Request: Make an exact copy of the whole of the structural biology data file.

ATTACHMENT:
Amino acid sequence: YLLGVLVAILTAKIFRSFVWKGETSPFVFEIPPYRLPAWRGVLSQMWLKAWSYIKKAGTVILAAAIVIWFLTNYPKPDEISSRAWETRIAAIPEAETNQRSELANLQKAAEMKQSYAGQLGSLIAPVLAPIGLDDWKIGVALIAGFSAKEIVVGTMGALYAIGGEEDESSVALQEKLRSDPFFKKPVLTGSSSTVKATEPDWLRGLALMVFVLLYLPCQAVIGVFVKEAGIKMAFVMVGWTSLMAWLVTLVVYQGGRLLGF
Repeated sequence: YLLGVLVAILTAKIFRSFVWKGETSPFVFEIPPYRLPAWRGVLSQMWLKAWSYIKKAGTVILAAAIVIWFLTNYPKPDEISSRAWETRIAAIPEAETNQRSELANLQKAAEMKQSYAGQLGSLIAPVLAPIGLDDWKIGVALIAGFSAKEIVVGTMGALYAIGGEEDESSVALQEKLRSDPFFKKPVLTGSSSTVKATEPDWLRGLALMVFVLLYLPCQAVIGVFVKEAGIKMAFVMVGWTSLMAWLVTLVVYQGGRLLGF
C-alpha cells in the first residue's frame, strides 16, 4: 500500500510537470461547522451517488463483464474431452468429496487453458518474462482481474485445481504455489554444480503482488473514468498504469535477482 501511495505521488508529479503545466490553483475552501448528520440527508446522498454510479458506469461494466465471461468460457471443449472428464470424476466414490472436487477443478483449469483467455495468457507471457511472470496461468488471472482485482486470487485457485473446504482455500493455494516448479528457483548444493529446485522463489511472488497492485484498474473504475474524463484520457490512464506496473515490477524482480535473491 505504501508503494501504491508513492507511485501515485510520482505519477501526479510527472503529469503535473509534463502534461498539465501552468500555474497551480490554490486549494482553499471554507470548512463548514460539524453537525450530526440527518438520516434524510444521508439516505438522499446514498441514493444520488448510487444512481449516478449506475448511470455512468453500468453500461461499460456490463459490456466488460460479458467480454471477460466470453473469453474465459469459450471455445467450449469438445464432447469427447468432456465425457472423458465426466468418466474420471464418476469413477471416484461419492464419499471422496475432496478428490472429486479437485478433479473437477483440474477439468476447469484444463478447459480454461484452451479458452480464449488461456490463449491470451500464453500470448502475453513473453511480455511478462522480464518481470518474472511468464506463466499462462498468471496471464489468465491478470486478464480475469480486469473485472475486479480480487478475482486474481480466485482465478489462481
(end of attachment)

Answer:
Amino acid sequence: YLLGVLVAILTAKIFRSFVWKGETSPFVFEIPPYRLPAWRGVLSQMWLKAWSYIKKAGTVILAAAIVIWFLTNYPKPDEISSRAWETRIAAIPEAETNQRSELANLQKAAEMKQSYAGQLGSLIAPVLAPIGLDDWKIGVALIAGFSAKEIVVGTMGALYAIGGEEDESSVALQEKLRSDPFFKKPVLTGSSSTVKATEPDWLRGLALMVFVLLYLPCQAVIGVFVKEAGIKMAFVMVGWTSLMAWLVTLVVYQGGRLLGF
Repeated sequence: YLLGVLVAILTAKIFRSFVWKGETSPFVFEIPPYRLPAWRGVLSQMWLKAWSYIKKAGTVILAAAIVIWFLTNYPKPDEISSRAWETRIAAIPEAETNQRSELANLQKAAEMKQSYAGQLGSLIAPVLAPIGLDDWKIGVALIAGFSAKEIVVGTMGALYAIGGEEDESSVALQEKLRSDPFFKKPVLTGSSSTVKATEPDWLRGLALMVFVLLYLPCQAVIGVFVKEAGIKMAFVMVGWTSLMAWLVTLVVYQGGRLLGF
C-alpha cells in the first residue's frame, strides 16, 4: 500500500510537470461547522451517488463483464474431452468429496487453458518474462482481474485445481504455489554444480503482488473514468498504469535477482 501511495505521488508529479503545466490553483475552501448528520440527508446522498454510479458506469461494466465471461468460457471443449472428464470424476466414490472436487477443478483449469483467455495468457507471457511472470496461468488471472482485482486470487485457485473446504482455500493455494516448479528457483548444493529446485522463489511472488497492485484498474473504475474524463484520457490512464506496473515490477524482480535473491 505504501508503494501504491508513492507511485501515485510520482505519477501526479510527472503529469503535473509534463502534461498539465501552468500555474497551480490554490486549494482553499471554507470548512463548514460539524453537525450530526440527518438520516434524510444521508439516505438522499446514498441514493444520488448510487444512481449516478449506475448511470455512468453500468453500461461499460456490463459490456466488460460479458467480454471477460466470453473469453474465459469459450471455445467450449469438445464432447469427447468432456465425457472423458465426466468418466474420471464418476469413477471416484461419492464419499471422496475432496478428490472429486479437485478433479473437477483440474477439468476447469484444463478447459480454461484452451479458452480464449488461456490463449491470451500464453500470448502475453513473453511480455511478462522480464518481470518474472511468464506463466499462462498468471496471464489468465491478470486478464480475469480486469473485472475486479480480487478475482486474481480466485482465478489462481